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Winnipeg’s lucky Timothy Eaton statue

The Story


The Timothy Eaton statue holds a special place in the department store lore. Since 1919 the imposing bronze figure of Eaton's founding father has sat at the entrance of the downtown Winnipeg store, like its twin statue in Toronto. Over the years shoppers and employees rub Timothy's left shoe for good luck, eventually wearing the bronze toe down to a sheen. The statue is a city landmark and a CBC News story shows Winnipeggers' angry reaction when the Eaton family considers moving it to St. Marys, Ont. For many Canadians the Timothy Eaton statue represents a bygone era when Eaton's was the retail king of Canada. The twin statues were a gift from Eaton's staff to the company on its 50th anniversary. When Eaton's is dismantled almost 80 years later, the Winnipeg statue is designated a Heritage Object and remains in the city. In Toronto, the statue finds a new home at the Royal Ontario Museum.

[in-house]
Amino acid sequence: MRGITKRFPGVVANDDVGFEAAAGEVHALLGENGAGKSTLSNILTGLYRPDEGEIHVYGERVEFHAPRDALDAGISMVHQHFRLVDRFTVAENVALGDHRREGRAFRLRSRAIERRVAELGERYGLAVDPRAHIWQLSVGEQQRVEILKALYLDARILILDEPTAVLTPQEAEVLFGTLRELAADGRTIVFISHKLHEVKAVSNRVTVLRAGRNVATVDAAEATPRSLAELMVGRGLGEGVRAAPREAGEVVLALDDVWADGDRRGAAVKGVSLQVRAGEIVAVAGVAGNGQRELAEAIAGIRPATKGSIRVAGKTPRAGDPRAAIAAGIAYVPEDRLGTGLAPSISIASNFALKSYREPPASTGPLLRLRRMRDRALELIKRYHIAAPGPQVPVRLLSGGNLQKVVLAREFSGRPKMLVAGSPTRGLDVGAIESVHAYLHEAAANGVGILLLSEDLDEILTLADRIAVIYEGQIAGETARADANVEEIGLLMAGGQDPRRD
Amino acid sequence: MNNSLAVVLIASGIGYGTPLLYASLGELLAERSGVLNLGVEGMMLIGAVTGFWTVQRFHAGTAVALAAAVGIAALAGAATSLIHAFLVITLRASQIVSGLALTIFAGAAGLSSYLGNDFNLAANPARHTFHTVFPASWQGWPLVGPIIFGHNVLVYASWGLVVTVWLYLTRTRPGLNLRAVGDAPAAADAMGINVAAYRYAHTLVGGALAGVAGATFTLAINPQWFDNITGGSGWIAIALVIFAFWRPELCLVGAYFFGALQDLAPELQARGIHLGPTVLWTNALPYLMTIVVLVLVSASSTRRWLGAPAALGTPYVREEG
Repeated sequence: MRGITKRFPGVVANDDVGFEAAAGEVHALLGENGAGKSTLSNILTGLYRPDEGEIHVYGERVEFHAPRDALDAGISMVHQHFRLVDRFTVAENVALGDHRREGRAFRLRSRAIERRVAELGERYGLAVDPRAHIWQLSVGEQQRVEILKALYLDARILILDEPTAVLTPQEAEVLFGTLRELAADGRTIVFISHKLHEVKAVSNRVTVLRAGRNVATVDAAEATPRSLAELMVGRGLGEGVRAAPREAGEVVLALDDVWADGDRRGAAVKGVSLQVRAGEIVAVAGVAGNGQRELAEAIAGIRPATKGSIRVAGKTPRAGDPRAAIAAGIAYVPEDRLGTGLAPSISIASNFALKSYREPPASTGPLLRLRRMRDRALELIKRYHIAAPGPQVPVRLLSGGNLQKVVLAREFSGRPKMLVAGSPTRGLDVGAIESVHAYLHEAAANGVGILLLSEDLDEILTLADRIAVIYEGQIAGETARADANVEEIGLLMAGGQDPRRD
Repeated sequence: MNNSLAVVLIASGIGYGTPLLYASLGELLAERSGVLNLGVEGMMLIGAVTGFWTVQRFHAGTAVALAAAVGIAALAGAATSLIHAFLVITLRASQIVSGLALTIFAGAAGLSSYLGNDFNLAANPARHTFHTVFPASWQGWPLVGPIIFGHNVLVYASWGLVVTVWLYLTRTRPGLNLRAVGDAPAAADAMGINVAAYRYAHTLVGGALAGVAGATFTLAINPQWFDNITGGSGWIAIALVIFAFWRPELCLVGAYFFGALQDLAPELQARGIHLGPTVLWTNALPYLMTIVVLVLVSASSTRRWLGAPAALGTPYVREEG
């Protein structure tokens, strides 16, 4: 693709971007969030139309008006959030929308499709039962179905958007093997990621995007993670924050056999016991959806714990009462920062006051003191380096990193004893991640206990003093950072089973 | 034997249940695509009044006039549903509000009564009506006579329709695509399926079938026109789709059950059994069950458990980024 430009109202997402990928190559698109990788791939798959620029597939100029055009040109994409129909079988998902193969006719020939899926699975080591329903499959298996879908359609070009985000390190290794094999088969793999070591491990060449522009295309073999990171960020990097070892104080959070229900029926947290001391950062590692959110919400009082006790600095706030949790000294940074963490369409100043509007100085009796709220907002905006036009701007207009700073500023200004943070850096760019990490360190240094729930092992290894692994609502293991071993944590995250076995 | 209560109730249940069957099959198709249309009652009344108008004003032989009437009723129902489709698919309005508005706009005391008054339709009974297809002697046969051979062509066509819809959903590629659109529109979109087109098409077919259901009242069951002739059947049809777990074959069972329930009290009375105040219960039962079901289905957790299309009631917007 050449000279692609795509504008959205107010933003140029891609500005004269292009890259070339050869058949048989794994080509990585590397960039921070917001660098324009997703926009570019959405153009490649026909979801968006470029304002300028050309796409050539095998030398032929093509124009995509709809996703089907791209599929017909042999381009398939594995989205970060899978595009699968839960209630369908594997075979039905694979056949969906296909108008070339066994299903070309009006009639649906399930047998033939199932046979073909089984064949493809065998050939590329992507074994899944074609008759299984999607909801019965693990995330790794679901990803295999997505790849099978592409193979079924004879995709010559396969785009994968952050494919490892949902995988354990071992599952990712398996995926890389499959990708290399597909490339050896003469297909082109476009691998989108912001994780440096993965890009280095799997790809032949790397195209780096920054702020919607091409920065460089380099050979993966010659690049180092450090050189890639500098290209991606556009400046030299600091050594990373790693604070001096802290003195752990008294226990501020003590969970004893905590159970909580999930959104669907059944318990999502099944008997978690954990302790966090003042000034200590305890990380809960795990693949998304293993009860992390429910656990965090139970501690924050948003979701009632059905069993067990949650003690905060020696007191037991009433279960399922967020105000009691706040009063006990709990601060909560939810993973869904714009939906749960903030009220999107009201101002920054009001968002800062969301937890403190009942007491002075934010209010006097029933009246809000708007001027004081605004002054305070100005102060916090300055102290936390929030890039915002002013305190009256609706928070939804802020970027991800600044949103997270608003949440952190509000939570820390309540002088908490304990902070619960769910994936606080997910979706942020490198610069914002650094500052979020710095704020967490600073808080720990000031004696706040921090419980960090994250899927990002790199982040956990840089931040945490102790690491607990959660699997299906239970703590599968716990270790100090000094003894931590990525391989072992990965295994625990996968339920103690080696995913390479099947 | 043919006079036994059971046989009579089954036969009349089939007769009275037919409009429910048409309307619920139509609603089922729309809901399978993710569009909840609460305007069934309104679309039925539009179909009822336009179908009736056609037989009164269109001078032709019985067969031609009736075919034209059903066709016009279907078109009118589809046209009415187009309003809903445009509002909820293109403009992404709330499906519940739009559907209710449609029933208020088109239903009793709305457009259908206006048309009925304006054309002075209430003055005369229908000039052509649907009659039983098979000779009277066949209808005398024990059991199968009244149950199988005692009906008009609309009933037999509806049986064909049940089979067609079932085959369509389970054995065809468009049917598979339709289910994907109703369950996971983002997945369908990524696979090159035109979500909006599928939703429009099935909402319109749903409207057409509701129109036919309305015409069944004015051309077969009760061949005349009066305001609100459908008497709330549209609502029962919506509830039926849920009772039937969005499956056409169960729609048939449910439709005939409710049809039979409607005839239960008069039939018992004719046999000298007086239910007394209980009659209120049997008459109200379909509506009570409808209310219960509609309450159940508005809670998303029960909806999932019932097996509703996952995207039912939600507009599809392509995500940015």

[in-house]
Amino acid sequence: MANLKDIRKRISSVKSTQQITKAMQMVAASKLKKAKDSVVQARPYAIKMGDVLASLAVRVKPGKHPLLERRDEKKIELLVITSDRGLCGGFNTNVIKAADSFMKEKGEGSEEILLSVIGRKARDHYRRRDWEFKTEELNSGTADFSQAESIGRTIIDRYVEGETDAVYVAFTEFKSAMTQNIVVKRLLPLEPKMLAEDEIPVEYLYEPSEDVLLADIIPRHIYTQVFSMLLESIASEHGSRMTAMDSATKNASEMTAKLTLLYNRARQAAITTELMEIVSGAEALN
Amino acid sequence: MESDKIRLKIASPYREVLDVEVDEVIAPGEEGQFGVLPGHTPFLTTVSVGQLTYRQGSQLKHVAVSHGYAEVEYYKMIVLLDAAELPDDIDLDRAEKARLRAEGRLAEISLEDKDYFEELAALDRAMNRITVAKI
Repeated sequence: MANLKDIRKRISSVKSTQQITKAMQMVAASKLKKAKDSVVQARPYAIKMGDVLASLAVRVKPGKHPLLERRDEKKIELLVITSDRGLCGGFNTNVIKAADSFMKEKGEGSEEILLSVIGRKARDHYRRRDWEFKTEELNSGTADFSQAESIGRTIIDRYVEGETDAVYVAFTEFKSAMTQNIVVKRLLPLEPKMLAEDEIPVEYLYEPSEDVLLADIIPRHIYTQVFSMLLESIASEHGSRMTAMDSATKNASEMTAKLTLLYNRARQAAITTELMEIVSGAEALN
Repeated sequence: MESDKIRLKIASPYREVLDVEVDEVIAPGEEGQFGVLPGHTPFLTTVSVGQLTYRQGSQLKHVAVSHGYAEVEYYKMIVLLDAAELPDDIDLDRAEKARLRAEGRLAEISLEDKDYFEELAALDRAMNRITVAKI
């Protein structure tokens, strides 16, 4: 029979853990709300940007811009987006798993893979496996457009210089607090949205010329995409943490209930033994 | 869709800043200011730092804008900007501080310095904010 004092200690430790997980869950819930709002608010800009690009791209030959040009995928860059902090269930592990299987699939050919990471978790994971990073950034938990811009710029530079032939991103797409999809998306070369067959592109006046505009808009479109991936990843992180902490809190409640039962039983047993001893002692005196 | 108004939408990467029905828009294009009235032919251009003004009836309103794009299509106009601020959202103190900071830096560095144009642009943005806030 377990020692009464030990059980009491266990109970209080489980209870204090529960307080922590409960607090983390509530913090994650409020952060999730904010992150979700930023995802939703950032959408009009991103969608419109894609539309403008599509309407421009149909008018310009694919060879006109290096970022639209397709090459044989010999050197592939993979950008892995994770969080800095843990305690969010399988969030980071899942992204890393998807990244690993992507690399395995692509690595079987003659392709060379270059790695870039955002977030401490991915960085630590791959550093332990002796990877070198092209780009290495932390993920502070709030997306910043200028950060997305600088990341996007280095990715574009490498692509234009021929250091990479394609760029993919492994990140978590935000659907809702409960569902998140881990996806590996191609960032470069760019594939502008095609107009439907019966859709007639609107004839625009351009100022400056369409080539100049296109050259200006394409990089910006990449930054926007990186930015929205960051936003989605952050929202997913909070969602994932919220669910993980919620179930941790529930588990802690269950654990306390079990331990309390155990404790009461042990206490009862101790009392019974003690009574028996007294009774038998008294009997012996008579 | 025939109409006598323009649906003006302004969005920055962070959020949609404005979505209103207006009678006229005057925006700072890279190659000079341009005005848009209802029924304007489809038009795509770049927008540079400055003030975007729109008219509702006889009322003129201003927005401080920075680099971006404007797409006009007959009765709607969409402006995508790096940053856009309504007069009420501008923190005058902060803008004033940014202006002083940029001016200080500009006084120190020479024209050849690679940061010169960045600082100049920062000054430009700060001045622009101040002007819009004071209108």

Medium: Television
Program: Saturday Report
Broadcast Date: April 20, 2002
Guest(s): Jamie Hahn
Host: Ben Chin
Reporter: Mike Edgell
Duration: 2:07

Did You know?


• Each Timothy Eaton statue weighs 1,125 kilograms. On Nov. 5, 1999, it took seven workers and a forklift seven hours to move the Toronto statue and its marble base less than a kilometre, from the Eaton Centre to the Royal Ontario Museum.
• In May 2002 the Eaton family backed down from an earlier decision to move the Winnipeg Eaton statue to St. Marys, Ont. — home of Timothy Eaton's first retail store.


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Eaton's: A Canadian Institution more